Brand Name Dell
Manufacturer Part Number HHHHC
Up to 25 Gb/S bi-directional data links
Hot-pluggable sfp+ footprint
Built-in digital diagnostic functions
850nm oxide vcsel laser transmitter
Duplex lc connector
100m over m5f mmf (50/125 um om4)
70m over m5e mmf (50/125um om3)
20m on mmf (50/125nm om2)
Metal enclosure, for lower emi
1.2w maximum power consumption
Single 3.3v power supply
Operating temperature range: 0°c to 85°c
100gge sr4 fan out to 25ge sr
Building a fiber-optic network calls for a lot of planning and consideration of many factors. Transceivers are part of the many devices used to build optical fiber systems. A transceiver serves the combined roles of a transmitter and a receiver in that it transmits and receives signals. They are most common in communication equipment such as cellular phones, cordless telephone sets, and radio. Small form factors are required as networks become dense and space is limited, which sees transceivers included in chipsets.
In local area networks (LAN), a transceiver is used to connect a computer to printers and other devices on the network. Usually, the transceiver is integrated into the Network Interface Card (NIC)
Typical Roles of a Transceiver
- Used to convert frequencies from IF to RF.
- Widespread use in wireless communication to transmit data – voice, data, and video.
- RF transceivers are used in communication devices to support radio and TV signal transmission, digital signals transmission, and satellite communication.
- Collision detection – detection of simultaneous signals on the network.
- Transceivers can be deployed to provide a jabber function to interrupt transmission of long data stream outputs.
Look no further for all types of transceivers including fiber optic transceivers, wireless transceivers, Ethernet transceivers, and RF transceivers. All these transceivers have different characteristics and support full-duplex communication, but the principle behind their work remains the same. Different types of transceivers will have varying numbers of ports used in transceiver networking connections.
RF Transceivers: these devices are used to transmit video or voice data over a wireless medium. Commonly used for satellite communication, radio transmission, and ITE/WiMax/WLAN networks. The radio transceiver works by silencing the receiver when it is transmitting. There is an electronic switch that facilitates the connection of both the receiver and transmitter on the same antenna. The switch protects the receiver from damage that may be caused by the transmitter output.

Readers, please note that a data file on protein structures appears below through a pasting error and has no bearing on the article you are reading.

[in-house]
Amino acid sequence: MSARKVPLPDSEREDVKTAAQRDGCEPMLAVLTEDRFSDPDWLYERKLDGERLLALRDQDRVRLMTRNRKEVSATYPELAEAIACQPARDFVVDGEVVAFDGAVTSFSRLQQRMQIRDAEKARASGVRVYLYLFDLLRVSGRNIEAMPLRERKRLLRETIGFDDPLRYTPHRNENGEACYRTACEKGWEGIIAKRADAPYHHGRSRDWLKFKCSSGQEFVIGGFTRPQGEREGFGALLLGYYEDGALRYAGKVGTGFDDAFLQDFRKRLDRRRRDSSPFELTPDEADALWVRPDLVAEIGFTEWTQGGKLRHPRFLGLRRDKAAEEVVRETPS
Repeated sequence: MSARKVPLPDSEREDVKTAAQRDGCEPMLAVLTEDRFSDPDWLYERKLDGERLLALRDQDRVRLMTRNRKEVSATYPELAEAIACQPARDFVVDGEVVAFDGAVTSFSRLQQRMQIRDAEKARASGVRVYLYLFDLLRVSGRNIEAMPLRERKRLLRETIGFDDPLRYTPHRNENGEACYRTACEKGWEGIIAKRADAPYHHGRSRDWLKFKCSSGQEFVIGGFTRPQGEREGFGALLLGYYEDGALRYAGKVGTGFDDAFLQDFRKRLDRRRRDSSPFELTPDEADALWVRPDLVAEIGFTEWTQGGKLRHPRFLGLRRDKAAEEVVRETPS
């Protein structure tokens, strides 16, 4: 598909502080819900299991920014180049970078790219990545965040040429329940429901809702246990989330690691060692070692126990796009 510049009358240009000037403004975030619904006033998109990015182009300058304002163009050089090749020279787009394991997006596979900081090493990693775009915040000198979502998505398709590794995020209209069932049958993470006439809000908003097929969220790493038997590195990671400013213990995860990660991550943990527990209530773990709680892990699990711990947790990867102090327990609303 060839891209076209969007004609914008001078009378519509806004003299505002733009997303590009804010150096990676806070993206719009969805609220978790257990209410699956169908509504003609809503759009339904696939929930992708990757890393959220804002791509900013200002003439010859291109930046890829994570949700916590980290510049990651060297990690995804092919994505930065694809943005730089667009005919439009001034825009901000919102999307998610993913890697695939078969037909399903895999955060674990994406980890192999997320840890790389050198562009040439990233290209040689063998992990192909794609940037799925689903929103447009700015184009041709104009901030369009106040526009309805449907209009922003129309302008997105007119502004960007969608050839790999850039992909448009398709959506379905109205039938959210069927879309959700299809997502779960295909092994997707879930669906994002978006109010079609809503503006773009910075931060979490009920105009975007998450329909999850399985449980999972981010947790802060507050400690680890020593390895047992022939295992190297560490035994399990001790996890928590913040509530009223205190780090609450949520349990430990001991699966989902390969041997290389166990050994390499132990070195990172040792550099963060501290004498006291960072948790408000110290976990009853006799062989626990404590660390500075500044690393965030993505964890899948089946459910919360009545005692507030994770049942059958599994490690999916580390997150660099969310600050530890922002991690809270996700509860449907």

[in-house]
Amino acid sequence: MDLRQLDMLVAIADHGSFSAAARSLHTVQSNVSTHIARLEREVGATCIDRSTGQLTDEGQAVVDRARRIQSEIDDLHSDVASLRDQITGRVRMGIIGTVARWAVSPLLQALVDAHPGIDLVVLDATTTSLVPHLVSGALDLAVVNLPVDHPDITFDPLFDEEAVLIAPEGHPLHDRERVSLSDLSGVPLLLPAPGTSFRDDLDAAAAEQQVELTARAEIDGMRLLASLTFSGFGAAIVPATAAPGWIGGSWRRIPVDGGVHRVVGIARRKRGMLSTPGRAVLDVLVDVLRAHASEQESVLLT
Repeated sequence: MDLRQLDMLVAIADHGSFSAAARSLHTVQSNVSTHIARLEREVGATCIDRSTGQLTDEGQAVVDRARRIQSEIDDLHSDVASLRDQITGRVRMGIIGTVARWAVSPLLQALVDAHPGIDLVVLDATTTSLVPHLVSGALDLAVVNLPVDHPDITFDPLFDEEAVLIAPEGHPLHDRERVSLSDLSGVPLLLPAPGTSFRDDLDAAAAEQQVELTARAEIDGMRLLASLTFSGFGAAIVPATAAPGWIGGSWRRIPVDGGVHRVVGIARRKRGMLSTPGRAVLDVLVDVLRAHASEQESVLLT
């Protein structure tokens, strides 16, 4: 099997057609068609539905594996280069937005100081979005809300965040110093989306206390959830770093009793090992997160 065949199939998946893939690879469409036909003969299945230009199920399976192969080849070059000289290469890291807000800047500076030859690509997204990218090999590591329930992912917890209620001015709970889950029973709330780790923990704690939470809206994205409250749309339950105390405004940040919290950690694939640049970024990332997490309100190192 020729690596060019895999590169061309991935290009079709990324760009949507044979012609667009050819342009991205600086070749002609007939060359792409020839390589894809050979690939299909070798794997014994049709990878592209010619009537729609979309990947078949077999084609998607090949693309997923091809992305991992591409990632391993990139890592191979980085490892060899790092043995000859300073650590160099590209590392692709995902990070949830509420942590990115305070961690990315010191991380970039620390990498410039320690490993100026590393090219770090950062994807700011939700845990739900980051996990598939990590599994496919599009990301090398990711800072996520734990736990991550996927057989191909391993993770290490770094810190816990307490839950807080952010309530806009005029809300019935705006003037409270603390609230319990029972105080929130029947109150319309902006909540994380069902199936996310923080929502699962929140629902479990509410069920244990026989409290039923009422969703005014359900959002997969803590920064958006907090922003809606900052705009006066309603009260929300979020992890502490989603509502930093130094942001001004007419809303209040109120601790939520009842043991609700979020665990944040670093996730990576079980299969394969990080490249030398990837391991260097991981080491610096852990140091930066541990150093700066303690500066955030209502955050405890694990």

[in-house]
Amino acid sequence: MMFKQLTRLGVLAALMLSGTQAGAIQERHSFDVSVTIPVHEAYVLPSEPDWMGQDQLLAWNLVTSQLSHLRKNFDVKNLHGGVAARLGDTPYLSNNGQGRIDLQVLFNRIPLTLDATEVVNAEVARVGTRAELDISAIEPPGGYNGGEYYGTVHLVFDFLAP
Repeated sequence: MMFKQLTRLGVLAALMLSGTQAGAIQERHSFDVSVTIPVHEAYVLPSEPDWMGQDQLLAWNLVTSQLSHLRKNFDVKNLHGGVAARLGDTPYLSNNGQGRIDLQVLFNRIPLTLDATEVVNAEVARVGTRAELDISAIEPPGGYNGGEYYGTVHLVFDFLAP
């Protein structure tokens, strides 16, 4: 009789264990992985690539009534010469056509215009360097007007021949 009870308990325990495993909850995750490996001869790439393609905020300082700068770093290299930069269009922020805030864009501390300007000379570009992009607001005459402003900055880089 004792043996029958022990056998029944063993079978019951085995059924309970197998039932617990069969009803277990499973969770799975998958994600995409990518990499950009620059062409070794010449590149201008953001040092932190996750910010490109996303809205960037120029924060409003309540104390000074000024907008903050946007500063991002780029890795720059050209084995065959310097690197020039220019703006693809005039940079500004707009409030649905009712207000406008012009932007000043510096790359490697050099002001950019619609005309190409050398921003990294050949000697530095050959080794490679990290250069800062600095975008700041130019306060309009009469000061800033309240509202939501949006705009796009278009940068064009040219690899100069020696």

Fiber Optic Transceivers: Also referred to as optical modules or fiber optical transceivers. Used to transmit data in fiber optic technology. The network must also have electronic components to encode or decode data into light signals.
Ethernet Transceivers: Basically used to connect electronic devices in a network so that they are able to transmit and receive data. It is also referred to as a media access unit (MAU). The best application of these transceivers is in the specification of IEEE 802.3 and Ethernet. Ethernet transceivers will detect a collision, provide Ethernet interface processing, convert digital data, and provide access to the network.
Wireless Transceivers: Wireless transceivers are a fundamental component necessary for data delivery in wireless networks. These transceivers have two layers. The physical layer has a baseband processor and RF front end. The processor converts a bitstream to a collection symbol flow for data transmission. The second layer is a MAC layer for link traffic control in contacting wireless links, improving data throughput, and preventing collisions.
We guarantee our customers high quality and reliability for all our transceiver networking solutions, irrespective of the type and size of your network.